Radio: Is the same-sex marriage referendum getting too much airtime or too little?
Review: ‘Liveline’, ‘The Sunday Show’, ‘Morning Ireland’, ‘The Right Hook’ and ‘Drivetime’
John Waters: says the same-sex marriage amendment would dilute concepts of a special procreative link between parents and children. Photograph: Nick Bradshaw
Won’t somebody please think of the children? As the marriage-equality referendum draws closer the anguished refrain of Helen Lovejoy, the minister’s wife in The Simpsons, has effectively become a rallying cry in some quarters.
On Tuesday’s Liveline (RTÉ Radio 1, weekdays) Damien O’Reilly, its guest presenter, hears from Angela, who laments that the lifestyle choices of adults “who want it every way” are overshadowing the needs of children. And this is just what she thinks of existing marital arrangements. Angela’s disapproval is directed not at the proposed change to our marriage laws but at women who “don’t understand the skill it takes to be a good mother”.
These “Celtic cub” mothers want “a baby, an outside job, a social life and somebody to look after the baby and money”. All of which does indeed seem like a selfish wish list, at least if one were to go by the standards of 1955.
O’Reilly is polite but tentatively asks whether her views aren’t a tad out of date, wondering why mothers shouldn’t want to work in these high-cost days. For Angela it’s a matter of balance. She suggests part-time work, ideally at home, such as ironing clothes, although in the end “baby comes first”.
Several callers challenge Angela’s views, although they don’t come to the expected blows, so gently sincere does she sound.
When the subject of children is raised in the context of the referendum, however, the atmosphere is far more contentious. On The Sunday Show (Newstalk, Sunday) the journalist John Waters tells Shane Coleman, the programme’s presenter, why he is campaigning for a No vote. He objects not, he says, to “same-sex marriage per se” but to the “profound effect” the amendment will have if passed, as any “new definition of the family” will “dilute” existing concepts of a special procreative link between parents and children.
Waters, who has long campaigned against what he sees as unfair treatment of fathers in family law, says that the proposed change will render any postdivorce parental relationship with children “null and void”. He concedes that what he says is the current unjust situation towards parental rights is “equally damaging to straight couples as to gay couples” but feels that the referendum will finally negate the “biological connection”. It is not, he says, “a free gift you can give to the gay community”.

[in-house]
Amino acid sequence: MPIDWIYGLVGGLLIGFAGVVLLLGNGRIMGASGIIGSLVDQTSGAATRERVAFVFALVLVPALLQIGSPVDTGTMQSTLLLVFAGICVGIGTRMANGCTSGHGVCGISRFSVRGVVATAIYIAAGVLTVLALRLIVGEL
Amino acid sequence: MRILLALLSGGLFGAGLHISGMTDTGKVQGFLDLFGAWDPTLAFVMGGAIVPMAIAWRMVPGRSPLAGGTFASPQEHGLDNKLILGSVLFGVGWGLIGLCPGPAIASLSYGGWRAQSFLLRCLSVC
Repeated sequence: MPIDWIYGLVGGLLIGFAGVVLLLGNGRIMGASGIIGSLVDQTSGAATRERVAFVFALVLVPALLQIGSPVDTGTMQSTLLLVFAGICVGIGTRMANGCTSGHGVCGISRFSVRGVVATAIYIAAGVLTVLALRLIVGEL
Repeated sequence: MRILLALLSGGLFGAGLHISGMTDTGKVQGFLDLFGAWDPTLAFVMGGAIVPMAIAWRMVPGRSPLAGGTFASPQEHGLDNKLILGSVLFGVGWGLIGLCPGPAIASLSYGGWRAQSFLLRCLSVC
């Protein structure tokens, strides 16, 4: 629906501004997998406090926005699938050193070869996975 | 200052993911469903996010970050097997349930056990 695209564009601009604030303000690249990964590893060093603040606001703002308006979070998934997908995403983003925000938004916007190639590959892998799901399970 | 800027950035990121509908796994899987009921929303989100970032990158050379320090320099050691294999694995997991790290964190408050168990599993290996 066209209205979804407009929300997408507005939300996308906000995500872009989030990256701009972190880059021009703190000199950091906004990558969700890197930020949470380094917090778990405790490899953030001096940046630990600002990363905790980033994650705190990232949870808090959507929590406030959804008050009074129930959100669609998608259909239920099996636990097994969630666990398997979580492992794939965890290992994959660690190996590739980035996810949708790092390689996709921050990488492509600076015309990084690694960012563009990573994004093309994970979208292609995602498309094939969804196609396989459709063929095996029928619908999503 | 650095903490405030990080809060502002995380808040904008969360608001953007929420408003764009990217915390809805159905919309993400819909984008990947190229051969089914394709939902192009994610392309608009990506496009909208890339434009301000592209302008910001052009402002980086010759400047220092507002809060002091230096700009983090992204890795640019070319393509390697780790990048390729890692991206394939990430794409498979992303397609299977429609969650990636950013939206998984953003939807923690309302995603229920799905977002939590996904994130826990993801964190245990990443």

Waters comes across as studiedly indifferent to same-sex marriage rather than actively hostile but still adopts the language of persecution that has become the lingua franca of the No campaign. He claims that people aren’t allowed to have a “nuanced” objection to the referendum, even as Coleman allows him the time to expound views that veer as much towards convolution as nuance. And he repeats the common claim that the No side is being silenced by a “climate of intimidation and menace”, a point underlined by this lengthy appearance on a national radio show (and indeed in this column).
There is another example of this shameful silencing on Lunchtime (Newstalk, weekdays), as the journalist David Quinn tells Jonathan Healy why he is campaigning for a No vote. Talking in the aftermath of Archbishop Eamon Martin’s appearance on Morning Ireland (RTÉ Radio 1, weekdays), in which the cleric characterised the referendum as the State saying that “homosexual acts are a moral good”, Quinn is in many ways refreshingly frank.
He says that the idea of the Catholic Church not carrying out the civil aspect of weddings is indeed a “threat”, in contrast to the archbishop’s strenuous objections that it was no such thing. Quinn also makes the reasonable point that “people who call for church-state separation should be applauding” this idea, which holds sway in France. (He helpfully ignores the logical corollary that the church might also withdraw its presence from State-funded schools.)
What Quinn really wants to do is talk about children. But as he complains to the increasingly exasperated Healy that the amendment places “no special value in a child having the love of a mother and a father” it sounds like he is less worried about the children than he is about the gender orientation of the adults giving the love.
Amid all this concern for the young, a true champion for rights of childhood emerges in the unlikely form of George Hook. On Tuesday the presenter of The Right Hook (Newstalk, weekdays) talks to the psychotherapist Stella O’Malley about the overprotective hue of modern parenting – or how, to use Hook’s argot, “we think they’re going to abducted into the white slave trade if we let them walk home alone”.
Citing Charles Lamb’s essay The Joys of Staying in Bed, the host bemoans children being “rousted” on weekend mornings for activities and mourns the passing of simple childhood pleasures like climbing a tree or “waxing a gazza” – clambering up a streetlight, in Hook’s arcane Cork slang. It’s a wistfully nostalgic but oddly inspirational item. Then again, that’s how it should be when children’s happiness really is the issue.
Moment of the Week: Sensitive spot
On Drivetime (RTÉ Radio 1, weekdays) the reporter Frances Shanahan visits an open day at a Waterford Garda station. Among others she talks to Danny Murphy of the aquatic unit, and draws attention to a nearby inflatable boat used for search operations. “This is absolutely full of kids,” says the reporter cheerily, “more people than you find in one of these boats in the Mediterranean fleeing from North Africa.” “Very true,” responds the guard, “and none of them are wearing life jackets.” Talk about sensitivity.